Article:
My grandfather, Maurice Chapin, designed the Moby Dick to be as streamlined as possible and included such advanced features as a rotating mast and furling in the boom. The boat was launched in 1937 and kept in Saunderstown RI. It survived the Hurricane of 1938 and still sails (in new hands) out of Martha's Vineyard and New Bedford. Here is her story.









The Providence Journal
from
September 24, 1938
(Reporting on the Hurricane of 1938)




The Plum Beach Light
by Lawrence H. Bradner 1989
pgs 117-120

"Scott Chapin, from Saunderstown whose family owned the 40-foot "whaleback" sloop Moby Dick, moored at the Saunderstown Yacht Club, was at the club that afternoon with his friend, Richmond Crolius from South Kingstown. Scott decided to secure the Moby Dick with another line to its mooring against the storm that was upon them. They launched a skiff with great difficulty and rowed out to where the sloop was moored. As Crolius described the situation later in the Delta Phi Record, " I was on the nose, just making fast the inboard end of the warp, when Scott's head appeared in the cockpit astern. About that time a comber caught her and sent the bow up with a rush. The line [to the mooring] snapped and then the fun started.

Scott managed to get the engine started in time to prevent them from crashing into rocks on the Saunderstown shore, and Richmond, in a precarious position on the streamlined bow, made his way back to the cockpit and began attaching an anchor to the end of the line he had attached at the bow.

Since the wind was coming from a southeasterly direction, the plan was to head for protection of a lee shore, and Dutch Island, three-quarters of a mile to the east, was their best hope. The narrow passage between Saunderstown and Dutch Island often has a rough current. On the afternoon of September 21, 1938, the crossing was impossible; in the fully risen sea. Crolius noticed that up to five feet above the water a thick spume blew at them ahead of the waves. Others have described this phenomenon as the wind lifting large "sheets" of water off the waves and blowing them through the air. They never got to Dutch Island, and instead passed back and forth in a north-south circuit in the channel between Saunderstown and Dutch Island, going as far south as the Dutch Island Light.

Then the motor gave out.

With hindsight it would be easy to criticize the decision to go out to the Moby Dick at all on that afternoon. Even when they pushed off from shore in the skiff things looked hazardous, with the wind blowing about 45 miles per hour. But they didn't know that this was a Hurricane, nor that the chances for safety for anyone on the water were rapidly deteriorating.

They were young men of college age, experienced sailors who well knew the bay. Remarkably, they kept cool heads in a life-threatening crisis and handled the storm as best they could. They decided to ride up the bay with the storm, using their thick mast as the only "sail".

At the Plum Beach Light the waves were pounding ten feet above the riprap onto the gallery deck where the two keepers were barricaded in the kitchen. Ganze and Babbie then headed for the iron spiral staircase, carrying the portable radio. Babbie's flask of whisky, and some water. They sought refuge just above the kitchen in the Keeper's quarters which Babbie was using in the absence of Keeper Phillips.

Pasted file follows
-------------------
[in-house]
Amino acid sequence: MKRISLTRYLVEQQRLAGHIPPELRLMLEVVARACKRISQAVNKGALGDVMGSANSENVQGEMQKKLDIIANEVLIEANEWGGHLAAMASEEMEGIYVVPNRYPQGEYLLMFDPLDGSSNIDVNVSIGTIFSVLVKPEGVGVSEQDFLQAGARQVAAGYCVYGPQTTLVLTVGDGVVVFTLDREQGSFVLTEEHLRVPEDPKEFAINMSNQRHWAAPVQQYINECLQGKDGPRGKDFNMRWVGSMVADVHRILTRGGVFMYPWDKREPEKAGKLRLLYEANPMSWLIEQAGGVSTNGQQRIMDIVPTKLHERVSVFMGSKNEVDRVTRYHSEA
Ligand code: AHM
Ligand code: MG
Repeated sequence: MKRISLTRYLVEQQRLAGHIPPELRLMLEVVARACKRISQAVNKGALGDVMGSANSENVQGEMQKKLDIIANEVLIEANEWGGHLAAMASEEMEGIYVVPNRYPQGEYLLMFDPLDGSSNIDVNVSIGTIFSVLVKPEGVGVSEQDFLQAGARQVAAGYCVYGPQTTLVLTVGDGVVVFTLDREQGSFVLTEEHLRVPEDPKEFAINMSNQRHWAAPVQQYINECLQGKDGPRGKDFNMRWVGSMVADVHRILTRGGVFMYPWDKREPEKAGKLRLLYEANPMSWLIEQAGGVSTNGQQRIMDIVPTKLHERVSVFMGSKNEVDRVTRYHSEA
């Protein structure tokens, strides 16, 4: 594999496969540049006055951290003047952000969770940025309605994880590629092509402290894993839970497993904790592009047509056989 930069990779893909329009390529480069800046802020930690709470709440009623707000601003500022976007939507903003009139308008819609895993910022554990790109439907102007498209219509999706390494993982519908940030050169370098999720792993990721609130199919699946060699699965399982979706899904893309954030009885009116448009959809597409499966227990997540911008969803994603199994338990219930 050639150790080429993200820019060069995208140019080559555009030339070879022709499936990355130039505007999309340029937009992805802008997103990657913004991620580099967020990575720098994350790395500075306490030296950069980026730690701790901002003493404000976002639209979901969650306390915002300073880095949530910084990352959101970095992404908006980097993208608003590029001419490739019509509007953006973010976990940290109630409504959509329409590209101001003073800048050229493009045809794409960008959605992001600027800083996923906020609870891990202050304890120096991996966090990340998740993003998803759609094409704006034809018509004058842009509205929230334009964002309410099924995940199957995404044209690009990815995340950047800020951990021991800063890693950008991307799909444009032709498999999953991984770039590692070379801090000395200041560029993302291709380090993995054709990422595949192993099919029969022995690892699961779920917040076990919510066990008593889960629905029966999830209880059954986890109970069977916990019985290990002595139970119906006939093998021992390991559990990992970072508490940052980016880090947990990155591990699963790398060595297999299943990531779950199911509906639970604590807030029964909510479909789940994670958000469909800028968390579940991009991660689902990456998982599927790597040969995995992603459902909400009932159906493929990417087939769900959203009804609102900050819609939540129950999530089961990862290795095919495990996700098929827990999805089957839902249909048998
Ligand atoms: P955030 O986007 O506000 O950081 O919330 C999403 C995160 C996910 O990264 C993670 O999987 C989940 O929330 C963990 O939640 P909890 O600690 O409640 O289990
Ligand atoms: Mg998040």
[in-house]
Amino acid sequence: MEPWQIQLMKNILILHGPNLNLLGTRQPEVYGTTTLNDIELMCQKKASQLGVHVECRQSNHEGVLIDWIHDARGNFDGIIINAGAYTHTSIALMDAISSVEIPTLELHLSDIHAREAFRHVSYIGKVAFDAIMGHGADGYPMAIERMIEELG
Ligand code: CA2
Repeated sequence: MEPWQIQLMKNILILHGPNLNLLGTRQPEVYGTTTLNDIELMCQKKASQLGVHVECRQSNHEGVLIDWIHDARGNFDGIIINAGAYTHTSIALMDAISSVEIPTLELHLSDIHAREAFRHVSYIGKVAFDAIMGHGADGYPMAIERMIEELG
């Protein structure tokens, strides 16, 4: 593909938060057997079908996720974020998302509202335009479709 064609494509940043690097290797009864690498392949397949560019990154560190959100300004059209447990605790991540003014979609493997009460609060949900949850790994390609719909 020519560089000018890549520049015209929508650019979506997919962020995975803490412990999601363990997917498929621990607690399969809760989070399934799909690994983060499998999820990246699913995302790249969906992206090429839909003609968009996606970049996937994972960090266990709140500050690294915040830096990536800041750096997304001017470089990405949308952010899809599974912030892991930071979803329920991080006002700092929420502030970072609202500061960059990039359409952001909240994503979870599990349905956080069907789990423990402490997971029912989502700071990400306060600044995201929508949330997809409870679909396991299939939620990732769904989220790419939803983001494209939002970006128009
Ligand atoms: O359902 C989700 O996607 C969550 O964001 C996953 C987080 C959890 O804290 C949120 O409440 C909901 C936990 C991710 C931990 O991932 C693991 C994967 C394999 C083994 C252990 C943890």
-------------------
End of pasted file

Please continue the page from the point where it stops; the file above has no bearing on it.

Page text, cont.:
The fury of the storm increased as the waves smashed higher against the lighthouse. Babbie, always vocal and sometimes a vociferous man, openly expressed his fear. Ganze, a reserved person, kept insisting, quietly, that he had gone through worse storms at the Sakonnet Point Light. But Babbie knew the West Passage and its weather better than Ganze, and sensed that the weather they now faced was far different from storms of the past. Babbie had reason to be afraid. By this time the storm was destroying homes and lives on the south shore of the state from Watch Hill to Point Judith. At the lighthouse the waves were breaking freely around the kitchen, and pounding hard against the doors.

Babbie looked out the east window of the quarters. He saw, as reported in the September 24 Providence Journal "a streamlined yacht going by at 60 miles per hour." Apparently Babbie recognized the Moby Dick and later gave the names of the occupants, assuming they could not have survived. Scott Chapin and Rich Crolius were reported dead.

What actually happened to Crolius and Chapin was that as the sloop sped up the bay, they held to the eastern side of the West Passage. Before passing north of the end of Conanicut, wanting to avoid the danger of the wide open expanse of bay to the north east, they decided to try to steer the Moby Dick around to the north and west of Fox Island and look for a place to land on the mainland. They succeeded and rode into the midst of some partially submerged pines at Anthony's Beach north of Bissell's Cove and finally came to rest 200 yards inland from the shoreline.

The young survivors secured the Moby Dick to some of the pines among which they had ended their unexpected ride up the bay, then made their way through pastures covered with "choppy brackish water" to Hamilton. There, the two sailors got a ride, weaving their way around fallen trees to Saunderstown where they found that their belongings and the Crolius family car had been destroyed along with the Yacht Club. They also found a couple of stiff drinks of rum with friends.”